Just recently the prison system handed the legislature a $1.5 Billion bill for their "tough-on-crime" posturing, knowing darn well we are already broke.
http://www.tulsaworld.com/opinion/editorials/tulsa-world-editorial-the-state-s-expensive-justice-tastes-are/article_90f810f8-236c-5bcf-88f4-c14a1f79af92.html

It only make sense that there should be programs that address non-violent offenders and those whose crime stem from mental illnesses, but there is no good reason the trade-off has to be the state committing tax fraud, workers comp fraud, food stamp fraud, etc. 
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"Tulsa will lay off police and firemen before we will cut back on unnecessarily wasteful streetlights."  -- March 18, 2009 TulsaNow Forum
TeeDub
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« Reply #3 on: April 23, 2018, 01:36:57 pm »



In other news...

More than 60 grams of meth found during cell search at Oklahoma prison

“Great job getting this out of the yard, COs!” officials said on Twitter.

http://kfor.com/2018/04/21/more-than-60-grams-of-meth-found-during-cell-search-at-oklahoma-prison/?utm_source=fark&utm_medium=website&utm_content=link&ICID=ref_fark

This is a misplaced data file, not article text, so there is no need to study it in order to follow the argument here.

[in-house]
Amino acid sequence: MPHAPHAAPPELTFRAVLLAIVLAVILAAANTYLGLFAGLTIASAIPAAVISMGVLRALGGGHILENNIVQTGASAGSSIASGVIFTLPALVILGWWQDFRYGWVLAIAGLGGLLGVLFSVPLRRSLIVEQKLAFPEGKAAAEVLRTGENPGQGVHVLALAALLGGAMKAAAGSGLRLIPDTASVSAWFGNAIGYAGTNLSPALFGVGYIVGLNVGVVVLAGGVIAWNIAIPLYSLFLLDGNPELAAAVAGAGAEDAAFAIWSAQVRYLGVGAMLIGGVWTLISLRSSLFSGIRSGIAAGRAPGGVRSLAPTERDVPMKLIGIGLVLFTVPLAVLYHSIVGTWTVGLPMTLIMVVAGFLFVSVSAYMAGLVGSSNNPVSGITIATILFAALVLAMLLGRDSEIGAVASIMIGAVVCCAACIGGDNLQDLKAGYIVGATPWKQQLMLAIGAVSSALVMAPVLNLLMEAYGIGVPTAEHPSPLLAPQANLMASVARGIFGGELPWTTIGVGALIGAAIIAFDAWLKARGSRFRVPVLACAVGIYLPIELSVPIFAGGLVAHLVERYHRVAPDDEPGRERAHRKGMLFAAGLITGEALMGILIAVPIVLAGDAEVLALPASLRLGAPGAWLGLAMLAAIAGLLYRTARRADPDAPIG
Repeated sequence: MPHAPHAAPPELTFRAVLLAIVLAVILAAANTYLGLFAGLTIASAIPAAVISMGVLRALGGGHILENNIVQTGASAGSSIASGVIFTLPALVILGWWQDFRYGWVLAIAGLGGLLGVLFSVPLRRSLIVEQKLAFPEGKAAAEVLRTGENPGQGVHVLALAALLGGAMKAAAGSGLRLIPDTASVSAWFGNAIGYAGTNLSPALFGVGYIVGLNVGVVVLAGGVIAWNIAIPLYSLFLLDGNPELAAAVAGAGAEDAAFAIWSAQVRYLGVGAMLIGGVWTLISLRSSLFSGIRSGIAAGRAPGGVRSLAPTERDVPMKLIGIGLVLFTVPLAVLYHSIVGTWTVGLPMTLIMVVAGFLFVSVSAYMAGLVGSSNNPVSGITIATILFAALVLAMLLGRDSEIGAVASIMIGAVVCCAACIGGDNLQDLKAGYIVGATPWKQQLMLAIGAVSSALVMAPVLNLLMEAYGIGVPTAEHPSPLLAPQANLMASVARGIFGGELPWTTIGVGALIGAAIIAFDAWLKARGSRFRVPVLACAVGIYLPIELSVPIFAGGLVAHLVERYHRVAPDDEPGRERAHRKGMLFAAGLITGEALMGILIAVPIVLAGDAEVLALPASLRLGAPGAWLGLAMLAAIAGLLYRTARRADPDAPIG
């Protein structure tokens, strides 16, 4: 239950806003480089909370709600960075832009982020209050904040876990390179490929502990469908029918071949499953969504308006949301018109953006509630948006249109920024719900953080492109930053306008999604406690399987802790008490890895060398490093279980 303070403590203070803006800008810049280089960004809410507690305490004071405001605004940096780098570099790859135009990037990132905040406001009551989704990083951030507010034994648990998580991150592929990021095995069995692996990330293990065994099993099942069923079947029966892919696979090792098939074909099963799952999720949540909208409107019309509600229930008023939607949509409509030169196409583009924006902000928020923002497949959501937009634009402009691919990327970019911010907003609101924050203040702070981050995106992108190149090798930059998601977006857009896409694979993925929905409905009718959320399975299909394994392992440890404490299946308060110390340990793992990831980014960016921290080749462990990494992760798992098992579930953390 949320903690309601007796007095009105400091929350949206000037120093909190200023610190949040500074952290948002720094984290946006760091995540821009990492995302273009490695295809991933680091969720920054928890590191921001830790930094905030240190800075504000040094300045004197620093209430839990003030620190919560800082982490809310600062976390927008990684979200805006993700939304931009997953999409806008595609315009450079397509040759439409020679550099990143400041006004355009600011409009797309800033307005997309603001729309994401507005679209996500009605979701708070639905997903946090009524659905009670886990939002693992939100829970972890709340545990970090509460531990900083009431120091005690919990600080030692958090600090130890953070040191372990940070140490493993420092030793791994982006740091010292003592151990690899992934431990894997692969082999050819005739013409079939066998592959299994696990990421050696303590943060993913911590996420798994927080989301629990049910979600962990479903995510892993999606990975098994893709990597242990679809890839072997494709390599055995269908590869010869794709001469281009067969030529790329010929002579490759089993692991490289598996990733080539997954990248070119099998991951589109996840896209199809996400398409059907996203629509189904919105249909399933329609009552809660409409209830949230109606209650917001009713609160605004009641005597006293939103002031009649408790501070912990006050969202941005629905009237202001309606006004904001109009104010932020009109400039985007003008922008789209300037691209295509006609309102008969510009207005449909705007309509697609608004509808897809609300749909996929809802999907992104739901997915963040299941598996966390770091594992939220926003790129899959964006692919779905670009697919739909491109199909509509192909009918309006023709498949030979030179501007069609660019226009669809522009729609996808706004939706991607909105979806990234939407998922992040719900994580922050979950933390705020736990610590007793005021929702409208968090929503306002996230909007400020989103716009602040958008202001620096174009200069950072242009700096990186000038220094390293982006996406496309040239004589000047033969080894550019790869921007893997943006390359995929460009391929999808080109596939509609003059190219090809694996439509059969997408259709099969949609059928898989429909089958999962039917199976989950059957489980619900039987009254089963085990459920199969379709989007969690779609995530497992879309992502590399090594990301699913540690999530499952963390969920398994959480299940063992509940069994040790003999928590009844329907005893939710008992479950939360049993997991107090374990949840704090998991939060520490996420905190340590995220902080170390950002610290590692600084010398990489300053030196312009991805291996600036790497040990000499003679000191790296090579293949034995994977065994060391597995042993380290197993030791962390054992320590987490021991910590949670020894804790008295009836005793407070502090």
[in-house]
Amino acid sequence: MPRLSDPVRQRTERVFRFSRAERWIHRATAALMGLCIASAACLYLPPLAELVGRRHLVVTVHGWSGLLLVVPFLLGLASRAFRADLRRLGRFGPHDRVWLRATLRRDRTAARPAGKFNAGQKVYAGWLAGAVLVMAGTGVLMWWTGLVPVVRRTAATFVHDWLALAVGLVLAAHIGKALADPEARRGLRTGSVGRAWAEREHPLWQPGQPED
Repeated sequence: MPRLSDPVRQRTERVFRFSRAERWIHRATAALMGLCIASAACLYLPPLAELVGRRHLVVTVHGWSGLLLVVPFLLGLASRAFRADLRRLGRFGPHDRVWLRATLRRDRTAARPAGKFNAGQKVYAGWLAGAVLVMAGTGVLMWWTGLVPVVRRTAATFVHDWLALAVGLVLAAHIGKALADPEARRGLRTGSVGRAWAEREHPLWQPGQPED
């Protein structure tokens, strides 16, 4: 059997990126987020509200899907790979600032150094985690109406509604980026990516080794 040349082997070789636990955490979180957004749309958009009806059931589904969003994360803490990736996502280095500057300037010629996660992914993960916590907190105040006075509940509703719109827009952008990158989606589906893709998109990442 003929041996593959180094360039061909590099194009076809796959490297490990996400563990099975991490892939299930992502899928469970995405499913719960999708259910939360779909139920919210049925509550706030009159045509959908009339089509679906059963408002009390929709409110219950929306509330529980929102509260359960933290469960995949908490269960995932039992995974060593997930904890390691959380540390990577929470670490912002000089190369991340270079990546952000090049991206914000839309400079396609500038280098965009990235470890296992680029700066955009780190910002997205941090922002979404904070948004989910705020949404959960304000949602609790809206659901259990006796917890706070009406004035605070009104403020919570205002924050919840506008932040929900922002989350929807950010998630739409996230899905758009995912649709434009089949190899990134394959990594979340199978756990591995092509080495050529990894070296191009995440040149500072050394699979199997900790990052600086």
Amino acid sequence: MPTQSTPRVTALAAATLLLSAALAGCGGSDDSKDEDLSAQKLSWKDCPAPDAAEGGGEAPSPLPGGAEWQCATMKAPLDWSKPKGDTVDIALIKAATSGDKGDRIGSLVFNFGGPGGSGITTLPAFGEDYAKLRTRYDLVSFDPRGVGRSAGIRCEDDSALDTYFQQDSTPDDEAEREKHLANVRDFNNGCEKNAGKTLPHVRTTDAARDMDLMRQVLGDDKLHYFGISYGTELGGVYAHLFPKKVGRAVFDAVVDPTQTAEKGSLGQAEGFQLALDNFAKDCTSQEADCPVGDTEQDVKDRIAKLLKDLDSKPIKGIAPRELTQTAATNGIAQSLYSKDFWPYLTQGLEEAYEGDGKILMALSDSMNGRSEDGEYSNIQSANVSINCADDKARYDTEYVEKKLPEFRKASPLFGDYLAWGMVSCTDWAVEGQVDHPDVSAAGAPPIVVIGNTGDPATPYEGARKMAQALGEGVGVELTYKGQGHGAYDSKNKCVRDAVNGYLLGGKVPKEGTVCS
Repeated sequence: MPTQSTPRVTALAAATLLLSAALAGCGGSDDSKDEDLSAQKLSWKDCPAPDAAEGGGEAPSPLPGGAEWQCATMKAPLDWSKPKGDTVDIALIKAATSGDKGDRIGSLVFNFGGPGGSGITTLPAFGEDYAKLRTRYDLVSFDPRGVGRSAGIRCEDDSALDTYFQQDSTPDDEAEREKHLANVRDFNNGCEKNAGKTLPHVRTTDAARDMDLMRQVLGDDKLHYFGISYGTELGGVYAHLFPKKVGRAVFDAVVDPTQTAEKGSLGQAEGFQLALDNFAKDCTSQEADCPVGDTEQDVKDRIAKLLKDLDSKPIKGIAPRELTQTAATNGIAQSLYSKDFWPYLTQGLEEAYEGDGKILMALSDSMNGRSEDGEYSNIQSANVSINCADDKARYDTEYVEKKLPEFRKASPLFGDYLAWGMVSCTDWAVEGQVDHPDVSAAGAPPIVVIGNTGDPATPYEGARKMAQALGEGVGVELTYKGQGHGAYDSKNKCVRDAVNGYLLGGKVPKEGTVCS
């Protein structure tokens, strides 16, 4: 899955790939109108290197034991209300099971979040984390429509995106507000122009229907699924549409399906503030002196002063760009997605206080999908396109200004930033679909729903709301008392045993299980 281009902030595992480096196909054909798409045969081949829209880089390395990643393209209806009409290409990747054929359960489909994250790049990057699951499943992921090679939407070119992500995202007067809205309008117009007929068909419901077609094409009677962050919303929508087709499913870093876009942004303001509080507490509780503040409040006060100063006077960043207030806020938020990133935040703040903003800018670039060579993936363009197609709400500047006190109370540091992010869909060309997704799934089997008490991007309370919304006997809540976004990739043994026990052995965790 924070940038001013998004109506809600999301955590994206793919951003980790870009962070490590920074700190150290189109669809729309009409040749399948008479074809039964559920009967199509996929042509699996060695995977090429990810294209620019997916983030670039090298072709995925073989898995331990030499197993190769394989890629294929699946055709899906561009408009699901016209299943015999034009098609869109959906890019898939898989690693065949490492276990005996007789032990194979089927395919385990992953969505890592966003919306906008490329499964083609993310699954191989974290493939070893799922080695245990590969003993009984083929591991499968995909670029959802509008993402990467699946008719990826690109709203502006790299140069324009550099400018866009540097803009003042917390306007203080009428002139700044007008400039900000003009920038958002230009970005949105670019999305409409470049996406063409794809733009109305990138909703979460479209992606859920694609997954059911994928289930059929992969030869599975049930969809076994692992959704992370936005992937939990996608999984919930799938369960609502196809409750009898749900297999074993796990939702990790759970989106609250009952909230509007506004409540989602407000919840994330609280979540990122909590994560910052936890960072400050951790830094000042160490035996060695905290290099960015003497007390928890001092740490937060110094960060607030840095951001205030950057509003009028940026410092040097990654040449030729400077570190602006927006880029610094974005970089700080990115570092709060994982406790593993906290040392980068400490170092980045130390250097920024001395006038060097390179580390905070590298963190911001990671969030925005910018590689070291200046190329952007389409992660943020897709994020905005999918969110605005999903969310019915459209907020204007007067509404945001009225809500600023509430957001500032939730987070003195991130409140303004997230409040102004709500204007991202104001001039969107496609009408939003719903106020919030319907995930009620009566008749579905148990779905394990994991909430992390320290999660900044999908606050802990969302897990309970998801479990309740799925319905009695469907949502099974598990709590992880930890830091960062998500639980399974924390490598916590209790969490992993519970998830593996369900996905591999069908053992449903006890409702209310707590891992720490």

If they did a "great job" wouldn't it have not made it inside the prison?
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patric
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These Aren't the Droids You're Looking For


« Reply #4 on: April 23, 2018, 02:00:27 pm »


In other news...

More than 60 grams of meth found during cell search at Oklahoma prison

“Great job getting this out of the yard, COs!” officials said on Twitter.

http://kfor.com/2018/04/21/more-than-60-grams-of-meth-found-during-cell-search-at-oklahoma-prison/?utm_source=fark&utm_medium=website&utm_content=link&ICID=ref_fark

If they did a "great job" wouldn't it have not made it inside the prison?

Winner.

The latest fad is to blame smuggling on drones, using "it must have been" as sole evidence.
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"Tulsa will lay off police and firemen before we will cut back on unnecessarily wasteful streetlights."  -- March 18, 2009 TulsaNow Forum